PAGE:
We had the good fortune of connecting with Avery Orendorf and we’ve shared our conversation below.
Hi Avery, what was your thought process behind starting your own business?
I started my mural business a bit backwards. I decided that I wanted to learn how to paint, but I am admittedly bad at having hobbies. I don’t have the dedication it takes to learn a new skill without an endgame or purposeful goal in sight. If I was going to dedicate hours to learning a new skill after quitting a full time job and with two babies at home, I needed a practical reason. I had to make money, so I needed to make my new interest a financial benefit instead of a financial burden. I started a business painting murals, and in the process I learned how to paint murals. Initially my rates were extremely low since I didn’t have the skill set to charge more. Over three or four years I developed as an artists, raised my rates and have since been consistently making good money while doing something that I love. There is a false narrative that exists in the world of the starving artist. Entering into the art world for the purpose of making money allowed me to ignore that concept and approach everything I do from a business mindset. We have to value our own contribution and know our worth before expecting the world to do the same. Once we clear that hurdle, the possibilities are endless.
Can you open up a bit about your work and career? We’re big fans and we’d love for our community to learn more about your work.
The goal of public art is to cultivate curiosity, spark imagination, and engage the community in a meaningful way. Art can be a tribute, a challenge, an inspiration or a celebration. 2020 has been challenging enough for a lifetime, so art that uplifts is more important now than ever. Joy and imagination are the fundamentals on which my artistic practice is built and I strive to share that spirit as often as I can. I jumped feet first into the art world on a whim. I am mostly self-taught through plenty of practice and hustle. I have managed in a few short years to develop a style of art that is whimsical, distinct and recognizable. Many of my murals start as simple illustrations that morph into full scale mural concepts as the process and positive energy take over the narrative as the driving force. I hope to express a playful energy with all of my work. I spend my days designing, painting, playing and doing more laundry than I’d like to talk about. I hate cooking dinner and believe that a 100% taco diet is completely acceptable.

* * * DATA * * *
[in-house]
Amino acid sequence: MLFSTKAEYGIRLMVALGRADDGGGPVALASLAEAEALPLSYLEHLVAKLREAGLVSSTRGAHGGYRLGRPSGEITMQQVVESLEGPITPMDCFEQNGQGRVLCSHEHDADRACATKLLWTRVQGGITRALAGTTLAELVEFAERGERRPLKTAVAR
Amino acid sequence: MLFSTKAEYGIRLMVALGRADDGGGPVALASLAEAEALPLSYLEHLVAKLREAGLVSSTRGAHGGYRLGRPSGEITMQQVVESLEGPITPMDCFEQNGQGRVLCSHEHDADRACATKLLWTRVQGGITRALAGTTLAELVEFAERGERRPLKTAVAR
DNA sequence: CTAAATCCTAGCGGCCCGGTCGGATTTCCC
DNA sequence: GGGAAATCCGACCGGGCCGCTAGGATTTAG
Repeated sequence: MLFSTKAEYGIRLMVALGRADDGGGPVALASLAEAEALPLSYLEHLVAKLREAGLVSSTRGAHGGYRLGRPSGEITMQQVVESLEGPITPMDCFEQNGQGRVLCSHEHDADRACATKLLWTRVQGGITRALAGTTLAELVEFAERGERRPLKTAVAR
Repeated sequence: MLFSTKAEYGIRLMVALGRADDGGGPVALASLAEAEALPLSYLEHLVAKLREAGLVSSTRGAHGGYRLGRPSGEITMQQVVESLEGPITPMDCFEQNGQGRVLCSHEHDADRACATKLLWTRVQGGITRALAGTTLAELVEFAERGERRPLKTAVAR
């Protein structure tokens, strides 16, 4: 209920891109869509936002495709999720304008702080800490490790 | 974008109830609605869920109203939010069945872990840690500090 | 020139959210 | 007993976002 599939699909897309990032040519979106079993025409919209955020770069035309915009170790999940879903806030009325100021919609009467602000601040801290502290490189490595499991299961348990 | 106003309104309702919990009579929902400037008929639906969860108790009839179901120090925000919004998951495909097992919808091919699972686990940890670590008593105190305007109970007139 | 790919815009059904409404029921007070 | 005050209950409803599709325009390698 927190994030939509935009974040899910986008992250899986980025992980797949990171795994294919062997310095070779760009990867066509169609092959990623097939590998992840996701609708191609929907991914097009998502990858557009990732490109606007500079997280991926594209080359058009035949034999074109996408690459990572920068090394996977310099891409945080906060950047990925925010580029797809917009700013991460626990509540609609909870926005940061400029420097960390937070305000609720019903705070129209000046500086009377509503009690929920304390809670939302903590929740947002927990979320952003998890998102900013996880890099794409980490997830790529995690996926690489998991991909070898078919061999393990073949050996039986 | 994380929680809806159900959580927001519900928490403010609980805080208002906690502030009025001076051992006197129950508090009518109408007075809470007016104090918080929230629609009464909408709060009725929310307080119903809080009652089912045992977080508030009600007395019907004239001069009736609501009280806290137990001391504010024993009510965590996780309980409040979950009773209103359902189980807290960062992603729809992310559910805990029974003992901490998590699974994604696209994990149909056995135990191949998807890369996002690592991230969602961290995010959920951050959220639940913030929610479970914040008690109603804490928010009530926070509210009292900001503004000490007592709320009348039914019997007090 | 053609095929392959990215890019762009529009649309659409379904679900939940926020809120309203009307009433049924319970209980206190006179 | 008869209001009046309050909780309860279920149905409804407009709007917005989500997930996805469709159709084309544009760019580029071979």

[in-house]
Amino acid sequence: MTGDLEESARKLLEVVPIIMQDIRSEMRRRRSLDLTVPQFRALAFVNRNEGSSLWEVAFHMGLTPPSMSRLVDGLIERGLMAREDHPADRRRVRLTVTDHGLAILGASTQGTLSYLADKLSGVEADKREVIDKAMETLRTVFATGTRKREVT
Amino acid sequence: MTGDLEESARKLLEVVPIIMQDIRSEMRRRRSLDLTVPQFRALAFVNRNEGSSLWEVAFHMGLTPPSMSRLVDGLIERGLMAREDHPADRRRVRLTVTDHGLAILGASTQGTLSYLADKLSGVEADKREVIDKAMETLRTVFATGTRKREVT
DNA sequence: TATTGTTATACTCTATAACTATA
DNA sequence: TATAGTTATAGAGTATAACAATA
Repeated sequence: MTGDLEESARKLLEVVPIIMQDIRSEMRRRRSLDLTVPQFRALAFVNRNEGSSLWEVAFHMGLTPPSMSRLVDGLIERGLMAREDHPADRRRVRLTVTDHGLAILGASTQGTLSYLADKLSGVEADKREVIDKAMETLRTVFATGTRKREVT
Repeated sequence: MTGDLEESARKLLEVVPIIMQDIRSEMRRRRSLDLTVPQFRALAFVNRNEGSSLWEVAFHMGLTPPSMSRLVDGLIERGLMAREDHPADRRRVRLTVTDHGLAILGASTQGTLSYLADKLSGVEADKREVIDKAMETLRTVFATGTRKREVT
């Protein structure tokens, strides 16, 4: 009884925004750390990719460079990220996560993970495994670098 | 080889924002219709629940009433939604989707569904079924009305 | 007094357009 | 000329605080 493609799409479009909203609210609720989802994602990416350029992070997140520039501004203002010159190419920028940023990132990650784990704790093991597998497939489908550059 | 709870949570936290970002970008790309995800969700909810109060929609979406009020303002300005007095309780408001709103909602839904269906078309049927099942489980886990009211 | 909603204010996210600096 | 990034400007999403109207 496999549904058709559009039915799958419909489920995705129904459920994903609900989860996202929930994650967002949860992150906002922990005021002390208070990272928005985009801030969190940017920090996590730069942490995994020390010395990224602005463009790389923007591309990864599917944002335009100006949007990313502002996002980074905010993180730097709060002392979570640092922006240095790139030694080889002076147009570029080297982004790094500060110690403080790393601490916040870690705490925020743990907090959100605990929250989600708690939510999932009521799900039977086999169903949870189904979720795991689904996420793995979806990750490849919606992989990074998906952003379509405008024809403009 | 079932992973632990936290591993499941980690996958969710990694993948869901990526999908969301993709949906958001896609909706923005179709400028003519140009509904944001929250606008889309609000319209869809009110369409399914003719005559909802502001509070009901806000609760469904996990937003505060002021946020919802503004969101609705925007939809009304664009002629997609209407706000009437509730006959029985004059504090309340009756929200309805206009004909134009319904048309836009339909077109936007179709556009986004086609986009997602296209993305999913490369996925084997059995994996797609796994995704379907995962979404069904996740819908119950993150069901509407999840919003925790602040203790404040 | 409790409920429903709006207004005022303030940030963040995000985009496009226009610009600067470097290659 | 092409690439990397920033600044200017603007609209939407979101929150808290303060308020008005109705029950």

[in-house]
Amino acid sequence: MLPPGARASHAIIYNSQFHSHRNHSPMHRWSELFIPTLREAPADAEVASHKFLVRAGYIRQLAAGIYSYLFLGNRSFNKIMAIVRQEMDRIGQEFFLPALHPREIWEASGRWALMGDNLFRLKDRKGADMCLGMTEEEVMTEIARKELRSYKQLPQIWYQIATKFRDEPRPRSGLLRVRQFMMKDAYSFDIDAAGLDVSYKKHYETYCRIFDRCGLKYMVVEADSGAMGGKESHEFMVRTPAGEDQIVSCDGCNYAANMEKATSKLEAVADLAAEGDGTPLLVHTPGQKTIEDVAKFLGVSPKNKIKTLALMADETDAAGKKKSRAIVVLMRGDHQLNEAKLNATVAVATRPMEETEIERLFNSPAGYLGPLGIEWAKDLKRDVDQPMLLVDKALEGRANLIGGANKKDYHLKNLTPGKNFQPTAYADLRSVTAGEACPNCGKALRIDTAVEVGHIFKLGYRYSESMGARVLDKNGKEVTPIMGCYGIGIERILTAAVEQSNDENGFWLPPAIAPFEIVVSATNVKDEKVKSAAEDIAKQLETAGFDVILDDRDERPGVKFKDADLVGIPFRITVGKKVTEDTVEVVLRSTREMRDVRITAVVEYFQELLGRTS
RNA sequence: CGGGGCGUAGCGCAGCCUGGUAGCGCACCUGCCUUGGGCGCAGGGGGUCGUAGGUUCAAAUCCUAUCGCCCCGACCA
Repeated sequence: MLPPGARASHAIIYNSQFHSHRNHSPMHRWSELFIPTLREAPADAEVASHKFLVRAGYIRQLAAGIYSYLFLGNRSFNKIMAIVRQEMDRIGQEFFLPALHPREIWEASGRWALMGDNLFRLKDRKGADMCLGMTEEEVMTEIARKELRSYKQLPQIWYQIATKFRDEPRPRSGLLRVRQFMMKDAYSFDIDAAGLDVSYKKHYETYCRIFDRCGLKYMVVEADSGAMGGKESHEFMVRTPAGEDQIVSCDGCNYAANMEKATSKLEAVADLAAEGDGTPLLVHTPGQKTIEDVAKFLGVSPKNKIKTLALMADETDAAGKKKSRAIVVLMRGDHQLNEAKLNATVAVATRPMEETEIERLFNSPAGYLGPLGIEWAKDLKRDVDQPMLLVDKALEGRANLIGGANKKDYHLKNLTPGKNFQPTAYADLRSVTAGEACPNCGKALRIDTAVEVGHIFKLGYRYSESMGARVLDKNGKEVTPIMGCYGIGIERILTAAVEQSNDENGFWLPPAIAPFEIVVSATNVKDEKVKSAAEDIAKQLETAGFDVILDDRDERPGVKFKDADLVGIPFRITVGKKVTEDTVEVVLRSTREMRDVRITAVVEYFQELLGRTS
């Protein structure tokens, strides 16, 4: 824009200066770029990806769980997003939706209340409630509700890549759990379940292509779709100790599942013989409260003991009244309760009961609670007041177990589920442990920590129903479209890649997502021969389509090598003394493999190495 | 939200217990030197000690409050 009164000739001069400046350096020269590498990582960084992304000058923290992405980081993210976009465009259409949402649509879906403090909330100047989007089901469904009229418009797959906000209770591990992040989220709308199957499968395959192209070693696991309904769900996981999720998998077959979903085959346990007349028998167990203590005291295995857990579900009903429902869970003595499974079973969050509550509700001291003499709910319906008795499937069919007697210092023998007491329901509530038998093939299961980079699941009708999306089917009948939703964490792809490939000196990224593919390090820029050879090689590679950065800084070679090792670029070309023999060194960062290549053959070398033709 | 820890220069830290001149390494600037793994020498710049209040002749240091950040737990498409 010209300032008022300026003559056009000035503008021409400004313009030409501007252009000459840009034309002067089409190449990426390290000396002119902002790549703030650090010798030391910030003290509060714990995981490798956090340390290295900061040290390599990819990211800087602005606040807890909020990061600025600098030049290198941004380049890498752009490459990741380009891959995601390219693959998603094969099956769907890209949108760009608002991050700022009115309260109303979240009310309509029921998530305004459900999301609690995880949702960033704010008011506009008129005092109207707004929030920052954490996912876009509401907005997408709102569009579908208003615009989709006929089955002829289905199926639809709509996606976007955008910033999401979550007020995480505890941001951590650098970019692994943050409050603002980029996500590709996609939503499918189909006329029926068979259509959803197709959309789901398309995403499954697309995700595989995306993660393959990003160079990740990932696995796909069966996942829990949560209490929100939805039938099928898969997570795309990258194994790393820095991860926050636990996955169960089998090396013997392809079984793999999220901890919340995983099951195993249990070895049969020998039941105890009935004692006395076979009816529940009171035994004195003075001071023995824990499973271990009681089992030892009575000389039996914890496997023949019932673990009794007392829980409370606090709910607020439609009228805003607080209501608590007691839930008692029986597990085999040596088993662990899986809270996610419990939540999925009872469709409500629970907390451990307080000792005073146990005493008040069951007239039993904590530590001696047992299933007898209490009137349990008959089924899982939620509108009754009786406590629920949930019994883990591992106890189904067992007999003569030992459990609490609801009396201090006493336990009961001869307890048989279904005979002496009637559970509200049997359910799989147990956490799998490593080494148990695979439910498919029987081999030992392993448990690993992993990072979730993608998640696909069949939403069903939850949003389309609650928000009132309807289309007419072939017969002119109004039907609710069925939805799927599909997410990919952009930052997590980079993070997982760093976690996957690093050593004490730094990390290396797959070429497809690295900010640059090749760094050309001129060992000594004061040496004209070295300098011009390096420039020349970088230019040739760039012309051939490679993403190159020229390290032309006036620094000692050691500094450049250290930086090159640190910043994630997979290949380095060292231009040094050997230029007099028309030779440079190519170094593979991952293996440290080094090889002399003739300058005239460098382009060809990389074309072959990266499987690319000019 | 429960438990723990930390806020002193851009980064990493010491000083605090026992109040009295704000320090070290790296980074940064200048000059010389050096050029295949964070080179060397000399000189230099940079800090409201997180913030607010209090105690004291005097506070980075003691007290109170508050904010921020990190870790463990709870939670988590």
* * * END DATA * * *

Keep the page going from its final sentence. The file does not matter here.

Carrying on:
Let’s say your best friend was visiting the area and you wanted to show them the best time ever. Where would you take them? Give us a little itinerary – say it was a week long trip, where would you eat, drink, visit, hang out, etc.
Austin is such an easy city to show off. I firmly believe that visitors need three taco meals a day – El Chilito, Torchy’s, El Tacorrido, Curra’s, El Alma, and Taco Deli are some of my favorites. Biking around town, running on the Town Lake Trail, rock climbing on the Greenbelt, paddle boarding on Ladybird Lake, strolling along South Congress are must dos. We have a number of great breweries and honky tanks that I love to share – Live Oak Brewing, ABGB, The Little Darlin’, Donn’s Depot. A sing-along or Master Pancake at The Alamo Drafthouse always go over well. A quick visit to the Cathedral of Junk is a perfect Keep Austin Weird activity.
The Shoutout series is all about recognizing that our success and where we are in life is at least somewhat thanks to the efforts, support, mentorship, love and encouragement of others. So is there someone that you want to dedicate your shoutout to?
I’d like to thank my parents for always pushing me to be practical. They actually convinced me NOT to pursue a Fine Arts degree. They believed that art was not a viable career path. I switched majors, learned all of the practical stuff to follow a normal career path, then set out to prove them wrong. Thanks for the challenge, Mom and Dad! I showed you!